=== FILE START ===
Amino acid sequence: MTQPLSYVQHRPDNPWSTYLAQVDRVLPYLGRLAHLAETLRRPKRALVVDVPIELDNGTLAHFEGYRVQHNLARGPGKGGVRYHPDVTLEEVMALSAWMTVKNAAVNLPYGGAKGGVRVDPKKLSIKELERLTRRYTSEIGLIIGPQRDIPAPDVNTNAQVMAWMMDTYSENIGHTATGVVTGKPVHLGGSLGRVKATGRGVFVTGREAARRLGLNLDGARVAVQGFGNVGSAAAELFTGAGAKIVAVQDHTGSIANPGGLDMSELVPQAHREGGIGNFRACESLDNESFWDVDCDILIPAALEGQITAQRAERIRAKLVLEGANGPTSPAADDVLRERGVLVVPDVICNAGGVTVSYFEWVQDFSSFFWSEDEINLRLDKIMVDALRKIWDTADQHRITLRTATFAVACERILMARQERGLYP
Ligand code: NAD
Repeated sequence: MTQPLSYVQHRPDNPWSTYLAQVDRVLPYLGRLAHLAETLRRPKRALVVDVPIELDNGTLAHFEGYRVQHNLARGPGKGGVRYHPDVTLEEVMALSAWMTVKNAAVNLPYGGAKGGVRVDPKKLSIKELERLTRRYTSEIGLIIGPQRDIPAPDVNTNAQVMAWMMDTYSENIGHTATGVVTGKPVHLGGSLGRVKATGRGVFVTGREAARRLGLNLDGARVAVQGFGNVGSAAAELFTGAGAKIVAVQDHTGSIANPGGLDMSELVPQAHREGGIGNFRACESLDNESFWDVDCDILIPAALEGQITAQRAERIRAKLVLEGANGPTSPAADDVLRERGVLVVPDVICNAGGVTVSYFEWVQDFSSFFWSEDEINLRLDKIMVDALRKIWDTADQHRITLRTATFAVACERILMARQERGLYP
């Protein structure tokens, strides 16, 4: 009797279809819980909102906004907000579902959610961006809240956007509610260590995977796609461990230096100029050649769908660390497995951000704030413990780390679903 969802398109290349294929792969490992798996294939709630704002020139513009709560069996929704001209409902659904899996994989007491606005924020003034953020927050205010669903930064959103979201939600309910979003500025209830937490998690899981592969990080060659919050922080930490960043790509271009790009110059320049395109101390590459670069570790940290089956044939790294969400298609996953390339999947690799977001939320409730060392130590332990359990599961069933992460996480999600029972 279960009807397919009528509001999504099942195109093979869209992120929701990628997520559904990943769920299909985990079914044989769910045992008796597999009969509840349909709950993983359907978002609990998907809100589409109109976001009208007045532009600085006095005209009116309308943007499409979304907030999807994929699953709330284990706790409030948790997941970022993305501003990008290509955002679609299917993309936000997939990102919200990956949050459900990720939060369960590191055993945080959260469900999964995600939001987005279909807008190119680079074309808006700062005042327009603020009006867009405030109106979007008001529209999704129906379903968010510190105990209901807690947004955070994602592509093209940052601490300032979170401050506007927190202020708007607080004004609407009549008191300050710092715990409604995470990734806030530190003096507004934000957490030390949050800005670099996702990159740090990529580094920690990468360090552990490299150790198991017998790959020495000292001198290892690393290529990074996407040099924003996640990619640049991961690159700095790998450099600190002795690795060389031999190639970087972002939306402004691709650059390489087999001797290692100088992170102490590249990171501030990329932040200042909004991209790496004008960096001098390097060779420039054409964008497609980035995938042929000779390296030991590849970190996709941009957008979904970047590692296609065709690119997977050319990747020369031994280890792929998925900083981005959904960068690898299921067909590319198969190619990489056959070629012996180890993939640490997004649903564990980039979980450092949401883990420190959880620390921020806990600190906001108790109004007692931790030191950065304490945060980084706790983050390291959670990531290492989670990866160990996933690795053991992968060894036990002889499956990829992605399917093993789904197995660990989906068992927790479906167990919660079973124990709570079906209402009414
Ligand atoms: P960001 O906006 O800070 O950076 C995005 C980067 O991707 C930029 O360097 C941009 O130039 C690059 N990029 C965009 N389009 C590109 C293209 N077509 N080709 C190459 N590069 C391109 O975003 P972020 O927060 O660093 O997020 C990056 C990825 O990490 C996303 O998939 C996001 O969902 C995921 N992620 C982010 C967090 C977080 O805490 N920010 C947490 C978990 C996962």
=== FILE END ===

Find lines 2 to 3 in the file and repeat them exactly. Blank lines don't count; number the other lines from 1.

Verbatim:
Ligand code: NAD
Repeated sequence: MTQPLSYVQHRPDNPWSTYLAQVDRVLPYLGRLAHLAETLRRPKRALVVDVPIELDNGTLAHFEGYRVQHNLARGPGKGGVRYHPDVTLEEVMALSAWMTVKNAAVNLPYGGAKGGVRVDPKKLSIKELERLTRRYTSEIGLIIGPQRDIPAPDVNTNAQVMAWMMDTYSENIGHTATGVVTGKPVHLGGSLGRVKATGRGVFVTGREAARRLGLNLDGARVAVQGFGNVGSAAAELFTGAGAKIVAVQDHTGSIANPGGLDMSELVPQAHREGGIGNFRACESLDNESFWDVDCDILIPAALEGQITAQRAERIRAKLVLEGANGPTSPAADDVLRERGVLVVPDVICNAGGVTVSYFEWVQDFSSFFWSEDEINLRLDKIMVDALRKIWDTADQHRITLRTATFAVACERILMARQERGLYP